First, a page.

There was an unfortunate young man. When he was ten years old, his mother passed away. His father was driving a long-distance bus, so he had to wash and cook on his own. Seven years later, his father died in a car accident. He became poor with no one to depend on and had to learn to support himself.
At the age of twenty, the young man lost his left leg in an occupational accident. He could only walk with the aid of a crutch. He spent all his savings setting up a fish farm. One day, a flood swept away the fish farm and ruined all his life savings and hopes.
He went to the temple and knelt down in front of the Buddha, weeping. “Buddha, why do you treat me so unfairly?” That night, the Buddha said in his dream, “Why do you feel that I have treated you unfairly?” The young man told all his misfortunes to the Buddha and the Buddha said, “My poor child, then why do you keep living in the human world?” After hearing this, the young man roared with anger, “I would not die. Having gone through so many tragedies, I have actually been eliminating my negative karma. Some day in the future, I’ll be free of karmic debts and I will live a happy life.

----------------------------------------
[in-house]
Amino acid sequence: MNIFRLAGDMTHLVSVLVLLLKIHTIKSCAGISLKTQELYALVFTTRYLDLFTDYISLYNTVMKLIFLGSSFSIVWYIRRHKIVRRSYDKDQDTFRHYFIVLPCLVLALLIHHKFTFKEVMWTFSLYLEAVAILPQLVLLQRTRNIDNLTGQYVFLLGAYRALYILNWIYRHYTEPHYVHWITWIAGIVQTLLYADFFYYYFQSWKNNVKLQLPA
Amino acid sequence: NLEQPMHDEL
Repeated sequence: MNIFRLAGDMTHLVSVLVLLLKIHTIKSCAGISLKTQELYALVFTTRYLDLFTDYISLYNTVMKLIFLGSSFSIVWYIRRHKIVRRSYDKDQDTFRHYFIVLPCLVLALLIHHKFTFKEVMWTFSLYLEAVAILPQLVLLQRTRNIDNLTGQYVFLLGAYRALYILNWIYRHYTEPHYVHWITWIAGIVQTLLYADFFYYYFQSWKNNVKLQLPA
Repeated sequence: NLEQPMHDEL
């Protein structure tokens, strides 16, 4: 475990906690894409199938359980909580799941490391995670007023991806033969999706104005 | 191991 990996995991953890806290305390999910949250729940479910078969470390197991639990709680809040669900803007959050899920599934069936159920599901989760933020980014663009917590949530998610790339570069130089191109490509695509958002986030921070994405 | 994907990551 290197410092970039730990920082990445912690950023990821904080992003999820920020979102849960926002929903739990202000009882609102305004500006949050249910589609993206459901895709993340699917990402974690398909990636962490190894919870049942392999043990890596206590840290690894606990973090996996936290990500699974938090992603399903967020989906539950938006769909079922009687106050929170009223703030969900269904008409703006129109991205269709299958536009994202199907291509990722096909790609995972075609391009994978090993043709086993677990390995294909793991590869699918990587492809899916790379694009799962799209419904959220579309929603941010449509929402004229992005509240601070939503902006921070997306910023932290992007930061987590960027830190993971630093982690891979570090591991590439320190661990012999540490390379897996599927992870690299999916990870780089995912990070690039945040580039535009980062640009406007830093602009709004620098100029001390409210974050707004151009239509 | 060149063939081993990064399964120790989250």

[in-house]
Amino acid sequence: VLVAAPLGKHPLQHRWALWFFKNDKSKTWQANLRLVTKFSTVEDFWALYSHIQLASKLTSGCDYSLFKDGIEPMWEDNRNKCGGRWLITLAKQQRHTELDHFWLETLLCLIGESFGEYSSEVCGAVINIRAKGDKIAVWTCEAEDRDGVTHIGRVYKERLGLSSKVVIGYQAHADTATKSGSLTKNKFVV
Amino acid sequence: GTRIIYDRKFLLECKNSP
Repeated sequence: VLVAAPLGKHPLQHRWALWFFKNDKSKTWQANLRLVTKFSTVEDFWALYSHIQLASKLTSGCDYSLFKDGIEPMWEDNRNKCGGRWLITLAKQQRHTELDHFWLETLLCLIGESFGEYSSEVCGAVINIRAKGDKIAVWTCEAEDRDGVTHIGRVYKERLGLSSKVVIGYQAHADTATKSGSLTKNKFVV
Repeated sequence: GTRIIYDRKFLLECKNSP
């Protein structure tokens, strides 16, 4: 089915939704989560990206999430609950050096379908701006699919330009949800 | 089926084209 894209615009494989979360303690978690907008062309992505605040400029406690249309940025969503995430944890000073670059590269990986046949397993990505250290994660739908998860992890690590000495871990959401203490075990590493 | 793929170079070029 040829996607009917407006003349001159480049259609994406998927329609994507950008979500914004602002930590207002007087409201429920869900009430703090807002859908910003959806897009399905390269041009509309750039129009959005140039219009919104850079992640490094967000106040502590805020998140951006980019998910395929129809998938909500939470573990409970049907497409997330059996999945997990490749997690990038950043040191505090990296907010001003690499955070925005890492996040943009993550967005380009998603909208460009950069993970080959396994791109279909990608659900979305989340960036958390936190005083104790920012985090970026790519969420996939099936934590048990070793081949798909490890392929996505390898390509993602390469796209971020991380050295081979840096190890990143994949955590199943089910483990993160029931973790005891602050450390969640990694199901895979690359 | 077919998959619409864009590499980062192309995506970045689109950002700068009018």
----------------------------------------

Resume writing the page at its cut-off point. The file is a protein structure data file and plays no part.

The Buddha said, “I will open the door of Hell and you can look inside.” The Buddha then pointed to a ghost and said, “He was lucky. He had a very smooth and wealthy life before his death, but in the end, just like you, he lost all his wealth in a flood. Unlike you, he committed suicide and became a ghost, but you’re still alive.”
This story tells us that different destinies make different personalities. We must understand that undergoing suffering and hardship helps eliminate our negative karma. A person who can accept reality is one who knows how to change reality. We as Buddhist practitioners only suffer temporarily, and non-practitioners will suffer continuously.
Bear in mind that what we suffer now eliminates our karma!